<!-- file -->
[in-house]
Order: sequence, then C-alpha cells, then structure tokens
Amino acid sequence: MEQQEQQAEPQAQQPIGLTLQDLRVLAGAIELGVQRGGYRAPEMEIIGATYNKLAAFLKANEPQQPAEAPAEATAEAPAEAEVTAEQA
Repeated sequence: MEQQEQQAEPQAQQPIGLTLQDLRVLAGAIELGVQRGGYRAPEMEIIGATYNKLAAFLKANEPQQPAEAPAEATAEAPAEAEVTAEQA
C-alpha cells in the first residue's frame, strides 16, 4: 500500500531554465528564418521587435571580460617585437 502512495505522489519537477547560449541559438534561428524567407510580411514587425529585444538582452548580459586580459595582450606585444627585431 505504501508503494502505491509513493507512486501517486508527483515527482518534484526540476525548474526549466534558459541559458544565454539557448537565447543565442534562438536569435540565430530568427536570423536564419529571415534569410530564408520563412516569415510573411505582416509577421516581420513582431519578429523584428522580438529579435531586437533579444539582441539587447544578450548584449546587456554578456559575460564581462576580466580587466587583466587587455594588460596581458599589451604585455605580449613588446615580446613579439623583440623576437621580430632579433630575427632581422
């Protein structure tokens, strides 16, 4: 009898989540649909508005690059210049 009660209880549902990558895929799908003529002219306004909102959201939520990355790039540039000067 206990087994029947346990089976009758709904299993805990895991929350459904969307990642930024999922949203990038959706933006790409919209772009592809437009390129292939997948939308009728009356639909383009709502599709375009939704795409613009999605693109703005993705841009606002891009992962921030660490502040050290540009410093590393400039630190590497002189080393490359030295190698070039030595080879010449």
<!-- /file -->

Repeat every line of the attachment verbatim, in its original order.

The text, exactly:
[in-house]
Order: sequence, then C-alpha cells, then structure tokens
Amino acid sequence: MEQQEQQAEPQAQQPIGLTLQDLRVLAGAIELGVQRGGYRAPEMEIIGATYNKLAAFLKANEPQQPAEAPAEATAEAPAEAEVTAEQA
Repeated sequence: MEQQEQQAEPQAQQPIGLTLQDLRVLAGAIELGVQRGGYRAPEMEIIGATYNKLAAFLKANEPQQPAEAPAEATAEAPAEAEVTAEQA
C-alpha cells in the first residue's frame, strides 16, 4: 500500500531554465528564418521587435571580460617585437 502512495505522489519537477547560449541559438534561428524567407510580411514587425529585444538582452548580459586580459595582450606585444627585431 505504501508503494502505491509513493507512486501517486508527483515527482518534484526540476525548474526549466534558459541559458544565454539557448537565447543565442534562438536569435540565430530568427536570423536564419529571415534569410530564408520563412516569415510573411505582416509577421516581420513582431519578429523584428522580438529579435531586437533579444539582441539587447544578450548584449546587456554578456559575460564581462576580466580587466587583466587587455594588460596581458599589451604585455605580449613588446615580446613579439623583440623576437621580430632579433630575427632581422
């Protein structure tokens, strides 16, 4: 009898989540649909508005690059210049 009660209880549902990558895929799908003529002219306004909102959201939520990355790039540039000067 206990087994029947346990089976009758709904299993805990895991929350459904969307990642930024999922949203990038959706933006790409919209772009592809437009390129292939997948939308009728009356639909383009709502599709375009939704795409613009999605693109703005993705841009606002891009992962921030660490502040050290540009410093590393400039630190590497002189080393490359030295190698070039030595080879010449």